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An update on our progress in North Carolina, New Jersey and Delaware

With autumn and a new school year upon us, the 50CAN campaigns continue to advocate tirelessly for a better education for all children in their states and cities. Earlier this year, we reported on our progress in Georgia, New Mexico and Virginia and then again on our progress in Tennessee, Connecticut and Hawaii. Now, three more of our state campaigns, North Carolina, New Jersey and Delaware are ready to report on the wins they’ve achieved this year. Given these states’ ongoing legislative sessions, we’ll have more to report on their progress at the end of the year, but we wanted to take the opportunity to share out some of the impressive changes they’ve made thus far in 2019. Check out how our empowered state advocates have achieved wins for school transportation, funding for students with disabilities, greater scholarship access for their neediest student populations and protections around accountability and assessments.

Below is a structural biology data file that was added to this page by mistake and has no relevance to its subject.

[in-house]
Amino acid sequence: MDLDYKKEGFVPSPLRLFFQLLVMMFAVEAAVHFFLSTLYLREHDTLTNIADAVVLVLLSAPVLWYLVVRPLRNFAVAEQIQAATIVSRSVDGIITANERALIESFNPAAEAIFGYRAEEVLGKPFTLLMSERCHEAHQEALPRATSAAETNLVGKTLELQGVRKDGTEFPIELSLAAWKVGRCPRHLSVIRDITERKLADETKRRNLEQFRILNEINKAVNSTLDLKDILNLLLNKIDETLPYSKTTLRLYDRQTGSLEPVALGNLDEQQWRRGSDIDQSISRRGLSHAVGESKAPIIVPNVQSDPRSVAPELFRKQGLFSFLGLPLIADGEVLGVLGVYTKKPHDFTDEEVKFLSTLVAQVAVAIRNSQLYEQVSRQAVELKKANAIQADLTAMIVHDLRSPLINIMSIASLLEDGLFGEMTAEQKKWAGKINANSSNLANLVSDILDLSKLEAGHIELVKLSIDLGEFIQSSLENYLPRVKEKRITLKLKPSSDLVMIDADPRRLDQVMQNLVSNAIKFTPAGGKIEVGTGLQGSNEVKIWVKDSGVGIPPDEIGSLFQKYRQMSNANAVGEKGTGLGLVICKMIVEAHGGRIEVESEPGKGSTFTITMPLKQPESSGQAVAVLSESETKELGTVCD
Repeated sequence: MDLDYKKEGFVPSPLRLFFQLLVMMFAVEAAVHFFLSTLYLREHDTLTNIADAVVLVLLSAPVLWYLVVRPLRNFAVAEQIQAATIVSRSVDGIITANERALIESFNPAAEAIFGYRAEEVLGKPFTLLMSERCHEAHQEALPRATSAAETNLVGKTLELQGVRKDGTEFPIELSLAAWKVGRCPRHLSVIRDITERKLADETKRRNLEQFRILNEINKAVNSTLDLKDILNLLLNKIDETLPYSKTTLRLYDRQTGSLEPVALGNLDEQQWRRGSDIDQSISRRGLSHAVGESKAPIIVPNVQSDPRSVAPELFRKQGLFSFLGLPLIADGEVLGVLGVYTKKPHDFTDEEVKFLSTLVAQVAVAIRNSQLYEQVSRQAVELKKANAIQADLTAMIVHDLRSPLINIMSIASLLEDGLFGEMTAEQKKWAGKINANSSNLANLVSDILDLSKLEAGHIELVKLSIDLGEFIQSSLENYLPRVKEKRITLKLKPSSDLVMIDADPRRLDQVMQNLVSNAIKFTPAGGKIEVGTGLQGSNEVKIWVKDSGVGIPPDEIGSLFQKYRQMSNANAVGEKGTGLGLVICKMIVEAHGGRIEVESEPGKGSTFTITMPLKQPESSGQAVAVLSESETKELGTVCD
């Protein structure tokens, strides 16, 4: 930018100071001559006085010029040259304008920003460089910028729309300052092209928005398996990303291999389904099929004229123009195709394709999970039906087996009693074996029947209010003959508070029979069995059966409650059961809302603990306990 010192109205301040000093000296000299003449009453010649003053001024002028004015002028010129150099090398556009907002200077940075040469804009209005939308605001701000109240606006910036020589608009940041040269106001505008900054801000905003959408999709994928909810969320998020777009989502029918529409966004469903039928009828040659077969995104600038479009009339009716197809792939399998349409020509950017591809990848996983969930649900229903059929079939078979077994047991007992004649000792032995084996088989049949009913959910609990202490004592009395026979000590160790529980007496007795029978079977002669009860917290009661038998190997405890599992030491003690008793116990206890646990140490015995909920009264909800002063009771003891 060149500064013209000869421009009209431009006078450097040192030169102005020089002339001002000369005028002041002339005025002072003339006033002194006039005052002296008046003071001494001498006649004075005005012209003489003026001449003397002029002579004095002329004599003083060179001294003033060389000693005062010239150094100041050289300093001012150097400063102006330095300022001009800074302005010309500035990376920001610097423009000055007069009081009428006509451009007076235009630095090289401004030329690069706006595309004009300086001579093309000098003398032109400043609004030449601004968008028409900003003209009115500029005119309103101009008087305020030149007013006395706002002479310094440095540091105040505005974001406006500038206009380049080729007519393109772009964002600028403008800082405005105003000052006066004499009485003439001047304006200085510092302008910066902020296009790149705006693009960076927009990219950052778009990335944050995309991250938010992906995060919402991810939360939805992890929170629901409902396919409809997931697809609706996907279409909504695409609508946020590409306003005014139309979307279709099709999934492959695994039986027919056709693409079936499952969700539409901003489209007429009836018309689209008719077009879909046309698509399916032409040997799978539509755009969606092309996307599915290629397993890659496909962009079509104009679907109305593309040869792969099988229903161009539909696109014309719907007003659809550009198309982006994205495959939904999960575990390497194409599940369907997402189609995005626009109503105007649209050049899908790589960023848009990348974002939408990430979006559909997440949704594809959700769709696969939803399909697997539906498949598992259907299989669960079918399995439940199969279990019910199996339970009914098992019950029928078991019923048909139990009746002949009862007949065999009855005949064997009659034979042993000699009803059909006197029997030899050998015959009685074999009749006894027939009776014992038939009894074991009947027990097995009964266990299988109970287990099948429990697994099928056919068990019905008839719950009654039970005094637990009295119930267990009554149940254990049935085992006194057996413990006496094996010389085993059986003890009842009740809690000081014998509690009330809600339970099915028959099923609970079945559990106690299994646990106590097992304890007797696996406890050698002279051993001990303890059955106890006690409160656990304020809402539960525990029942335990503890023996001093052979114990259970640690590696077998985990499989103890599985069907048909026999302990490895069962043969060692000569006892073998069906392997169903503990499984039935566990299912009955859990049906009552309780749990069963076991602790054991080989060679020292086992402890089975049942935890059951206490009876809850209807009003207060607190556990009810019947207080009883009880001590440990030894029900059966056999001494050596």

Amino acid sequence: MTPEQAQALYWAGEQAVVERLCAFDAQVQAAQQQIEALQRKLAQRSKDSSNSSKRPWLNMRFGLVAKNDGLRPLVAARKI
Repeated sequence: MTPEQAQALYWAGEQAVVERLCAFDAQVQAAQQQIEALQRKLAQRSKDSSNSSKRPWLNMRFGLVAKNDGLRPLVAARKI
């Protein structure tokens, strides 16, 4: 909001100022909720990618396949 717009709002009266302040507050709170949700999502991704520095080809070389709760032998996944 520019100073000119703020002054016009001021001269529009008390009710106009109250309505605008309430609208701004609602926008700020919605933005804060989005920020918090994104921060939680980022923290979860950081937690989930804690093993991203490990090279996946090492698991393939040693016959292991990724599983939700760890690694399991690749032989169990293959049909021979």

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Advancing educator diversity in the Nutmeg State

On March 13th, UCONN student Thomas Willmington testified in a committee room at the Connecticut State Capitol:

“I never saw myself making it [to college] because I never saw anyone that looked like me make it to where I am today. I only saw drug dealers or God-given athleticism that I never possessed. Implementation of minority teacher recruitment and retention will help our young leaders, and show their creativity, leadership skills, analytic skills, comprehension and preparedness for college.”

Thomas’ words are among the many reasons ConnCAN played a leading role developing, advancing and passing SB 1022 An Act Concerning Minority Teacher Recruitment And Retention. The bill is historic as Connecticut becomes one of the first states in the country to enact a comprehensive set of policies aimed directly at increasing the diversity of its educator workforce.